latest volume of Techumin has a terrific article by Rav Shlomo Dichovsky entitled "Halachic Reality vis-a-vis Empirical Reality" (מציאות של הלכה בצד מציאות עובדתית). I was pleased to see that he follows the approach of Rav Moshe Shmuel Glasner and Rav Yitzchak Herzog, recently ignored by Rav Bleich. That is to say, he openly admits that Chazal's rulings are occasionally based on beliefs that are refuted by modern science, but argues that this is irrelevant for halachic purposes. Thus, lice may be killed on Shabbos, and worms in fish may be eaten, even though Chazal based these rulings on the mistaken belief in spontaneous generation.
Rav Dichovsky's way of presenting his case uses an interesting strategy that had not occurred to me before. He points out that even within halachah (i.e. regardless of science), there are times when there are conflicting realities. For example, if a man is lost at sea, he is presumed to be alive vis-a-vis his wife (who thus may not marry someone else), but presumed to be dead vis-a-vis his heirs. An even more potent example is from a case in the Gemara regarding two pathways, one of which contains tum'ah, but we don't know which one. If two people walk on the two pathways, and separately inquire if they have become tamei, we reply to each that they are tahor - even though one of them certainly walked on the tamei pathway. Halachic reality is sometimes independent from empirical reality.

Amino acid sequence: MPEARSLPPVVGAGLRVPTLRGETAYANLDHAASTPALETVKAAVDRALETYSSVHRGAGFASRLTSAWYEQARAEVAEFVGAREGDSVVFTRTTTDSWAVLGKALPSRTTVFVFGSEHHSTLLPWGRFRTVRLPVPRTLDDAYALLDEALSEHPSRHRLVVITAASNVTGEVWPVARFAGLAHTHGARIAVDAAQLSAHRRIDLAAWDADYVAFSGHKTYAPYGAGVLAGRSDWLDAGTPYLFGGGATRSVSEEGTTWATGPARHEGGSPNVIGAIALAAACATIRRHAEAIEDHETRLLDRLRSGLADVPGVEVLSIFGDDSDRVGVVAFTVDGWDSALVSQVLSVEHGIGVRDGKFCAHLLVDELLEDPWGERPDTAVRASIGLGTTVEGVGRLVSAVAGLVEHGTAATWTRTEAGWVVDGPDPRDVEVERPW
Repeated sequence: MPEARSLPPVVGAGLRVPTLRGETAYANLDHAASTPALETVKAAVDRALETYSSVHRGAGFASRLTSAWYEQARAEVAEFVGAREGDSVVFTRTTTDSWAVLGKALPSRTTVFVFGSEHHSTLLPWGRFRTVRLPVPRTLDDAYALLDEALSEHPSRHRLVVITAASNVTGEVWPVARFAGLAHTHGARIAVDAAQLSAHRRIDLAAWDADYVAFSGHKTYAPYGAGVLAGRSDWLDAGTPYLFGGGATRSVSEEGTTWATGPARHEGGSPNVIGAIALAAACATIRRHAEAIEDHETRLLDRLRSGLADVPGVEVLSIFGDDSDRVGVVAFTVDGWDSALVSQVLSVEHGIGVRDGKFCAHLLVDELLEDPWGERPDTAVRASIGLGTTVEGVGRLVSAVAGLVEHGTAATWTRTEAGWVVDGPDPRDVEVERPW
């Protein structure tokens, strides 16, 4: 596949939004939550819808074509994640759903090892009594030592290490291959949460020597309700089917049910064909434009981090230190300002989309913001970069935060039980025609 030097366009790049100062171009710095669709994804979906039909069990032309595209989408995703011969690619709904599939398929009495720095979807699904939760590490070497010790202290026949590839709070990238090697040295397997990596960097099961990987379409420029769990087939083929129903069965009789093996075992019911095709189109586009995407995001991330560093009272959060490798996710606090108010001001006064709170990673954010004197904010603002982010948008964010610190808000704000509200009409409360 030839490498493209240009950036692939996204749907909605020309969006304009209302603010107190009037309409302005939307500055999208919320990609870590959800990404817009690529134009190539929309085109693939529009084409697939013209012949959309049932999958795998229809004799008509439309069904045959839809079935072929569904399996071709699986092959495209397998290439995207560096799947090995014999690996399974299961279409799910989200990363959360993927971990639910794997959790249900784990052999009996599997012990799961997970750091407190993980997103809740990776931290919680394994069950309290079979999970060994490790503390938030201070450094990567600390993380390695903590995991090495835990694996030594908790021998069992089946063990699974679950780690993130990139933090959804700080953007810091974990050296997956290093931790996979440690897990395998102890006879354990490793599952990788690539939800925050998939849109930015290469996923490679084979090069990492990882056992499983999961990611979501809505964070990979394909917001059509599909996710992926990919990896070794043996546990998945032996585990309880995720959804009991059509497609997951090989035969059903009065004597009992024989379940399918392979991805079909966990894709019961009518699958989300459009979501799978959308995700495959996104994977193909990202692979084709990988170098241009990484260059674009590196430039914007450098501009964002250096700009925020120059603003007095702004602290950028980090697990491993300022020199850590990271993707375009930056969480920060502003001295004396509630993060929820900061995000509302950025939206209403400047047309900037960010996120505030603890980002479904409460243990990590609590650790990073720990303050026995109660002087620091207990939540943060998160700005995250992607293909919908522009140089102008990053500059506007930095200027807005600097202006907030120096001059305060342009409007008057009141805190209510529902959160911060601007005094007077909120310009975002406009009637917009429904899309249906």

It's an excellent article. Note that as well as buying the book on Techumin's website, it is also possible to purchase the individual article as a download for 15 NIS.